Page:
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Tievedockaragh Hill Taobh Docrach A name in Irish
Down County, in Carn List, Granite granophyre Bedrock

Height: 473m OS 1:50k Mapsheet: 29 Grid Reference: J22298 23228
Place visited by 96 members. Recently by: trostanite, atlantic73, LorraineG60, LorraineG, MichaelG55, bryanjbarry, Niamhq, PPruz, rowanofravara, jlk, eamonoc, feargalloy, Fergalh, megantaggart, Wilderness
I have visited this place: NO (You need to be a logged-in member to change this.)

Longitude: -6.129297, Latitude: 54.143636 , Easting: 322298, Northing: 323228 Prominence: 48m,  Isolation: 1.5km
ITM: 722221 823242,   GPS IDs, 6 char: Tvdckr, 10 char: Tvdckrgh
Bedrock type: Granite granophyre, (Mourne Mountains granite)

Tievedockaragh is the 648th highest place in Ireland.

Trackback: http://mountainviews.ie/summit/539/?PHPSESSID=pciarfoevd2egjqu1gtnht45d4
COMMENTS for Tievedockaragh 1 of 1
MountainViews.ie Picture about mountain Tievedockaragh in area Mourne Mountains, Ireland
Picture: Looking across the Castle Bog to shrouded Shanlieve
 
wicklore on Tievedockaragh, 2009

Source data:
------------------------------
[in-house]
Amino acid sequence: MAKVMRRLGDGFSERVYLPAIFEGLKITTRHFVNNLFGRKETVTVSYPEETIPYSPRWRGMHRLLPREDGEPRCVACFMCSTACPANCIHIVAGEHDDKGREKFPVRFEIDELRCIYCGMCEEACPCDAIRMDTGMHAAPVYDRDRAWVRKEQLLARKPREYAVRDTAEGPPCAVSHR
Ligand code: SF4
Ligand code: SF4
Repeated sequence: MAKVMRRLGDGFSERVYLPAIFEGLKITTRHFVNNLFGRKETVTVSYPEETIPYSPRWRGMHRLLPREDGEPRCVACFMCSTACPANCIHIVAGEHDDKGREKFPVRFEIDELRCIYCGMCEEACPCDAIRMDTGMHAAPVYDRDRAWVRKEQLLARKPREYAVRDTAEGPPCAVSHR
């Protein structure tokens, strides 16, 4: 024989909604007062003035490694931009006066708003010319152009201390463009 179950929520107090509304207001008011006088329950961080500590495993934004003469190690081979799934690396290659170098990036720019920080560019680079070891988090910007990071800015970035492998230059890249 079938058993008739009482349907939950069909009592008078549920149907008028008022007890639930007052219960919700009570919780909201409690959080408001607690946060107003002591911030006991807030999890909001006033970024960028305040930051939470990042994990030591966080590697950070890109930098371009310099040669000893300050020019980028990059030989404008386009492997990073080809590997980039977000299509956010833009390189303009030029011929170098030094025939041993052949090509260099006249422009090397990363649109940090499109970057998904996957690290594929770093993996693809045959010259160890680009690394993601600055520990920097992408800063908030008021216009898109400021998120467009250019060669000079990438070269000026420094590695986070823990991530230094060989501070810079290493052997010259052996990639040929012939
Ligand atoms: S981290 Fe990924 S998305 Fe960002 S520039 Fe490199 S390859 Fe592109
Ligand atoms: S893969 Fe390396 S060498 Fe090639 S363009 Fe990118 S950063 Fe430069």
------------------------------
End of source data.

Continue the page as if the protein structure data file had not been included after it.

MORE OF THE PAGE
by wicklore  8 Sep 2009
Hic Sunt Dracones, or Here be Dragons, was an expression ancient explorers used on maps to signify areas of some threat or unknown danger. Who would think that this expression could be applied to the land beyond Tievedockaragh?

I parked my car at J216 237 A at a forestry entrance. The forest is partly cleared here and Batts Wall runs alongside the forest up to Tievedockaragh and on to Shanlieve. I asked some joggers about Tievedockaragh and if they had any useful local knowledge.

“Ah I know the wall runs all the way up. It passes the Mass Rock. The wall gets steep and there are ropes up there to help you get up along it. It gets a bit wet after that. Quite wet, so take care” Ropes? A bit wet? Take care? This sounded ominous!

I followed the wall up and saw the Mass Rock off to the left, which is a large Cross on a rock looking proudly out over the valley below. The ground was indeed steep at times and required concentration and effort to avoid slipping. But there were no ropes and the biggest problem was preventing myself from sliding on the wet and, at times, eroded grassy slope.

Soon the wall left the forest behind and continued SE uphill. I stayed to the left of the wall to get shelter from the sharp wind and driving rain. As the wall levelled off on Tievedockaragh I crossed it via stone steps and headed south for 50 metres or so to find the summit at J222 232 B. From the car this took about 35 minutes to reach. The summit is nothing more than a few boulders. Views were non-existent due to the bad weather, so I didn’t hang around.

Returning to the wall I re-crossed it and followed it east towards the Castle Bog and Shanlieve. As the wall nears the flat bog it is replaced by a fence which continues across the bog before the wall reappears on the other side about a half kilometre away. I asked myself two questions: 1 – Why doesn’t the wall continue across the bog? 2 – Where is the small lake/pond named Shanlough that is marked on the map in the middle of this bog?